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The scene at the trial where she won’t bear false witness and her coming to terms with the loss of Faith come to mind. Both moments represented things I much admired in Claire; her integrity, her ability to be pragmatic, and her honesty and they were portrayed to perfection.  Sam, Tobias, Grant, Graham, and many of the other actors were not exactly like the characters I had pictured in my head, but it hardly seems to matter now because for me the show has earned a separate, but interrelated identity.  I will still always have the books and that Jamie, Claire, and BJR and now, I also have the Jamie, Claire and BJR of the show.  As one of my readers put it, “I have a double helping of Outlander”.  I have found myself looking forward to seeing how things will be the same and different and whether I will like it or not.  Mostly, I’ve liked it and learned to appreciate the storytelling and the acting.

Slightly Different Reflections of the Same Truth

 

Last week, Diana responded to a reader on Twitter who expressed concern over changes from the book to the TV series.

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This tweet and recent casting news have been percolating for awhile in my mind.  The resulting brew I’m writing about today is a cup full of Lord John and storytelling  about truths.  As Diana so eloquently stated, the show and books reflect the same truths. Storytelling is a lens through which we see it.  It’s something Diana does well. One of the reasons her novels have to come to mean so much to me is the truths I find revealed between those pages. The show is telling their version of her story of truths. They are telling us a story about what it means to be human, to persevere, make difficult choices and having to live with the consequences, to suffer loss, and to love…in all of it’s different shades of being.

So, I’ve been thinking of Lord John Grey and what truths the show and David Berry will get a chance to show us.

The Truths

Truth #1: Character has nothing to do with sexual orientation

Tom and Lorenzo, TV critics once wrote about Outlander and their feelings about the character Black Jack Randall.

…In other news, Black Jack Randall is clearly not entirely heterosexual. His face practically lit up at the sight of Jamie coming through his window and within seconds he asked him to a) take off his shirt, b)take turns raping his wife, and c) enjoy himself by watching Jack rape his wife. It’s all very sexually charged, and we suppose we can get offended by the idea of the evil raping gay character, but we’re willing to let this play out for a while. Jack is definitely in danger of becoming an unstoppable Terminator-like supervillain, though. We wouldn’t mind seeing a bit of a scaling back on the mustache-twirling.   http://tomandlorenzo.com/2015/04/outlander-the-reckoning/

Diana has gone on record saying that Black Jack is not gay.  She calls him an equal-opportunity sadist.  But, I know a lot of viewers like Tom and Lorenzo believe that he is gay.  I wrote an article about Tom and Lorenzo’s review and I remember saying I wanted to write to tell them one of the most beloved characters in the series was a gay man. I knew that the information based on my knowledge of the books wouldn’t really be appreciated or help them review the show as presented, but I so wanted to defend Ms. Gabaldon’s representation of gay men.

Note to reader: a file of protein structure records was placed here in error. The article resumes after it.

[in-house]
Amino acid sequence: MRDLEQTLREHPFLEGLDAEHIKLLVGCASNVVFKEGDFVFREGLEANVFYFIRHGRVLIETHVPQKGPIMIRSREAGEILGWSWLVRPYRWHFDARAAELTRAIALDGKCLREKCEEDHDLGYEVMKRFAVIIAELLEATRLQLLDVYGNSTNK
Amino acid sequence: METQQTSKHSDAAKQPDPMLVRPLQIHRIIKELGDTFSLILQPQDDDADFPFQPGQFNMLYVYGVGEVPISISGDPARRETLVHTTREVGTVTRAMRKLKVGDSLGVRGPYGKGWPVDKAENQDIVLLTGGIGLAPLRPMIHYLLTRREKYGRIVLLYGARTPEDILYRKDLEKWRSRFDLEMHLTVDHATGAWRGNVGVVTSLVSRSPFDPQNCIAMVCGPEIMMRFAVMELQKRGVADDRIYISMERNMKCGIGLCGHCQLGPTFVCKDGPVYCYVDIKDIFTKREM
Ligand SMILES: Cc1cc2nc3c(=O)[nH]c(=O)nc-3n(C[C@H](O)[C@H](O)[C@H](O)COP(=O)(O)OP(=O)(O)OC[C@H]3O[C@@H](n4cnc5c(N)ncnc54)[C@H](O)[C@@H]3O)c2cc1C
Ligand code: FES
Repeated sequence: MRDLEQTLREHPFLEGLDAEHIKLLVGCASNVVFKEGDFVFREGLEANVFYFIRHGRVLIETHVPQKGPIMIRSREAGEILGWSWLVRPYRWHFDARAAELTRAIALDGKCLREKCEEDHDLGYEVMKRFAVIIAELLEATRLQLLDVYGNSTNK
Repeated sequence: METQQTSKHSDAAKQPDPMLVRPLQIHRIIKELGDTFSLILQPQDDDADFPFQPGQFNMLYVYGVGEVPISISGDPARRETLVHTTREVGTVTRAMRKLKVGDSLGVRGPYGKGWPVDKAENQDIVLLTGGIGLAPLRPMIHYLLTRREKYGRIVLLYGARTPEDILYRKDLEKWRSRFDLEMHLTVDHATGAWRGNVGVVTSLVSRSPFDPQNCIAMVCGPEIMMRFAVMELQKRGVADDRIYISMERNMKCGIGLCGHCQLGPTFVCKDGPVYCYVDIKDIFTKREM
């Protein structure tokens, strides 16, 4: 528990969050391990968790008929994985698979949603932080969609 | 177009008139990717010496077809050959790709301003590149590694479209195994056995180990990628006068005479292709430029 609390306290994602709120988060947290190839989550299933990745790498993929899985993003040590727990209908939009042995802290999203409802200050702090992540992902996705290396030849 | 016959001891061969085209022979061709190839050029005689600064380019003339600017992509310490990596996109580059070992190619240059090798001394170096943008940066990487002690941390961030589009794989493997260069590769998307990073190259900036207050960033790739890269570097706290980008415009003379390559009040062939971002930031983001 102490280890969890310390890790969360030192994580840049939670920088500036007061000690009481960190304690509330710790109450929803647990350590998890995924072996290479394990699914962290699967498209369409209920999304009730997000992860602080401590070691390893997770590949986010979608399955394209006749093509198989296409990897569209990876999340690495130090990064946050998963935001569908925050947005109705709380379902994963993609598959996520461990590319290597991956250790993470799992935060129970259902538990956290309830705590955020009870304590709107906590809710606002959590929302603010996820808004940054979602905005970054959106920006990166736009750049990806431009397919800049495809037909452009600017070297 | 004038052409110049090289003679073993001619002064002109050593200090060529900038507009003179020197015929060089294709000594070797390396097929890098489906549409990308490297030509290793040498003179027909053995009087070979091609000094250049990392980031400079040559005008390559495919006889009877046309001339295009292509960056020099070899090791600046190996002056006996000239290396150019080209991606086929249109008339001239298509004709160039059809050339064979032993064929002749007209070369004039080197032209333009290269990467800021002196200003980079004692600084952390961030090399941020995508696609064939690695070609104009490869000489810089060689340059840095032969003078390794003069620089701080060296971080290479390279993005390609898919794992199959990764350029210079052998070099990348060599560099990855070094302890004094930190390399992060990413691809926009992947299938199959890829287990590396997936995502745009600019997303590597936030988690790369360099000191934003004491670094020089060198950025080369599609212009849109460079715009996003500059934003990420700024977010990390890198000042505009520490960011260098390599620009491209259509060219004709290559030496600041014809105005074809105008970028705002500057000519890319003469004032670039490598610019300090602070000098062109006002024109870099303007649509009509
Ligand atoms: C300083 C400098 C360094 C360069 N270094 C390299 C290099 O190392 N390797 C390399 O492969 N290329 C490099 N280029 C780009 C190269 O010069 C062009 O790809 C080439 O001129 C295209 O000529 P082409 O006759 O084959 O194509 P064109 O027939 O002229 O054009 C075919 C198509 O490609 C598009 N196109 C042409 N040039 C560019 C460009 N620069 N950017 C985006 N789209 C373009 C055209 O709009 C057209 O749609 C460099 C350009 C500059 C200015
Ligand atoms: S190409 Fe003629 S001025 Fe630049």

Diana’s characters are so layered and well developed, I have often said that it is possible to talk about and analyze them as if they were real people. John Grey’s story is a compelling look at what life might have been like for a homosexual in the 1700’s when it was illegal to be gay.   In Lord John, Diana has created a man who rivals Jamie in integrity and that is saying quite a lot.  And, …he is as different from BJR as you could get!  Viewer’s of Outlander on Starz met Lord John Grey as a sixteen year old who snuck into the Jacobite’s camp and tried to slit the notorious highlander “Red Jamie’s” throat.  He was prepared to die rather than give information, but relented when he thought a woman’s (Clever Claire) honor was in jeopardy.  Jamie spared the young Lord’s life and so, the young soldier acknowledged the debt of honor with a promise to kill Jamie once the debt was met. Raised to believe that a man’s word is his bond and his actions a reflection of his worth, Lord John is a man that lives his life by a code of decency and honor.  

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In some ways, I am sorry that they will not be able to use size as a part of John’s story. Diana used his smaller stature to bust stereotypes. He is small, but authoritative, beautiful yet, masculine, and the aggressor in most of his relationships.  He understands duty and while unashamed of his sexual preference, he is aware that if he is “found out” it would ruin the lives of those he loves and protects.  Please remember that it wasn’t that long ago that homosexuality was considered a disease.  Coming out in any time period isn’t an easy thing to do, let alone the 1700’s. Diana shows us how one gay man lived as honestly as he could while unable to show the world who is really was, heartbreaking and inspiring.

There was not easiness between them any longer—but there was honesty. And that was a thing he had had—ever would have—with precious few men.---Lord John in The Scottish Prisoner, Chapter 18

His matter of fact acceptance of his situation and the world in which he lived has always impressed me.  I have always felt sorry that this wonderful man never found the love he deserved, but Diana isn’t done writing his story yet and I’m hopeful for him.